Fox59 rides along as undercover cops bust ‘worst of worst’

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INDIANAPOLIS, Ind.– The murder rate is up in Indianapolis but violent crime is down, and one investigator said it’s because they’re targeting the most dangerous criminals in the city.

Fox59 rode along with Indianapolis Metropolitan Police Department officers Wednesday, as they work to fulfill the police chief’s promise to make the city safer this summer.

“We’re gonna approach. It’ll be real quick,” said Det. John Howard. “It’ll be real straight then we’re gonna hit it.”

Howard wheeled his unmarked truck, confiscated from a drug dealer, around the corner at 35th Street and North Capitol Avenue and aimed for the south half of the double on the eastside of the street.

Investigators sought the help of the Violent Crimes Unit (VCU) in tracking down a man suspected in a running gun battle at a nearby gas station last week and the distinctive blue Chevy he was last seen driving.

“The driver of that vehicle , the target of the investigation today, has a serious criminal history as a serious violent felon by statute in Indiana and threw a gun out of the car during the traffic stop,” said Sgt. Garth Schwomeyer.

Detectives were looking for Jay Page who was arrested on a narcotics charge after the gas station shooting.

“After he was already in jail, we received information that when he first saw the police, he tossed the handgun back in the alley,” said Howard, “and he went back there to retrieve it.”

Investigators thought Page brought his tossed gun home.

“Police search warrant!” shouted the detectives as they hit the door. “Show your hands!”

Inside a woman and a teenager boy sat on a living room couch as officers searched the two-story house.

“This is a search warrant,” one of the officers read off the document in his hands, “signed by a judge. “This search warrant authorizes law enforcement officers to check to search and seize the following:  firearms, firearms parts, ammunition.”

Ammunition, spent shells and bullets were scattered on the property and the neighbor’s porch. A small amount of marijuana, too, but there was no gun. There was also no Page, until a neighbor called him.

“What you messing with me for? What you messing with me for?” shouted Page as he walked up to the home and was searched by an officer. “I don’t need no weapons. I don’t have no weapons. I don’t need none of that.”

Page’s girlfriend and her two small children arrived as she argued with her boyfriend to not speak to police.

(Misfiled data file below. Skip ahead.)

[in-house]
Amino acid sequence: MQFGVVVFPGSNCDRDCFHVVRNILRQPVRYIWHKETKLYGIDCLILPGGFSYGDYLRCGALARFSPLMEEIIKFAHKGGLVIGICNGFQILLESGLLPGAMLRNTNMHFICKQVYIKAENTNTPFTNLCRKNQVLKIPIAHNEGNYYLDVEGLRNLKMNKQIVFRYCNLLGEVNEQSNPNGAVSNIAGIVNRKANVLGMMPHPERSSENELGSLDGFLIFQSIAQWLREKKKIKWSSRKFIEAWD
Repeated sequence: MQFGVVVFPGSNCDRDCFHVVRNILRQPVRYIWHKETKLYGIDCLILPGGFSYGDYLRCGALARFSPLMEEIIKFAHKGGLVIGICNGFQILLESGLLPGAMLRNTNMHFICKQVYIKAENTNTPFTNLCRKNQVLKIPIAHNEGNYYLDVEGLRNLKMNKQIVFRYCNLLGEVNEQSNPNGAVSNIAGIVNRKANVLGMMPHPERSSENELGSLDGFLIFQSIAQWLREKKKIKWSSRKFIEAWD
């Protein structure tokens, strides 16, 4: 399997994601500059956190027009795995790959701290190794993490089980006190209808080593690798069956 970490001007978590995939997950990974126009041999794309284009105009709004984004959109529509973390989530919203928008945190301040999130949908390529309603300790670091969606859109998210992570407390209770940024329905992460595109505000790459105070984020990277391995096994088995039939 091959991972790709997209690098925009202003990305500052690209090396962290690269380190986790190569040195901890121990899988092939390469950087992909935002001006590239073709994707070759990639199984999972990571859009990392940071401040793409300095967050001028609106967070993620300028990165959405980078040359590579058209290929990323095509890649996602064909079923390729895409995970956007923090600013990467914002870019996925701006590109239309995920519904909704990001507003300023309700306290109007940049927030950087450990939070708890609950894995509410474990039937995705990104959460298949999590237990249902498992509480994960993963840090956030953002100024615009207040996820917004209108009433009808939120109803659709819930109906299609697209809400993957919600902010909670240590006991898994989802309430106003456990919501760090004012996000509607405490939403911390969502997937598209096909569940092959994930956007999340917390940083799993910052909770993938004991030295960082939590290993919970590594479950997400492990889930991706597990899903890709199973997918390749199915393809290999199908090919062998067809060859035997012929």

Detectives said last week, during their first search of the house, they discovered a loaded gun hidden by a shirt on the floor next to the mattress where one of the woman’s children was sleeping.

The VCU will play a key role this summer in IMPD Chief Rick Hite’s plans to crack down on violence.

“We do a variety of cases, be it narcotics, guns or things like that,” said Schwomeyer. “The people that we target usually have a substantial criminal history of a violent nature and those are the people out here shooting people in the neighborhood.

“These neighborhoods are filled with people doing the right thing. There’s a few bad seeds here and there that are causing a majority of the problems and that’s what we do. We work undercover to establish surveillance on those individuals and extract them from the problems.”

Targeted patrols, parole and probation sweeps and manhunts of wanted subjects will address the most dangerous people on city streets this summer.

“The VCU is responsible for tracking down dangerous persons assigned to us by homicide, robbery, aggravated assault detectives,” said Howard. “We also work closely with the districts. Just in general, we’re out here trying to get these guys we consider serious violent felons off the streets.”

Directed patrols have already arrested dozens such subjects and seized several guns in the past two months.

The criminal homicide rate in Indianapolis is up approximately 50 percent compared to a year ago though violent crime is off more than four percent.

“You go to jail, you get out. You go to jail, you get out,” said Howard. “It’s just a revolving door and we try to take these penalties and make them a little stiffer so they spend a little bit of time in jail so they don’t come back out to the street quite as soon.”

Page was unhappy that he was headed to jail for marijuana in a house where he said he no longer stays.

“I ain’t had a run in with the law since 2007,” he said, laughing at his depiction of a dangerous felon. “All false evidence.”

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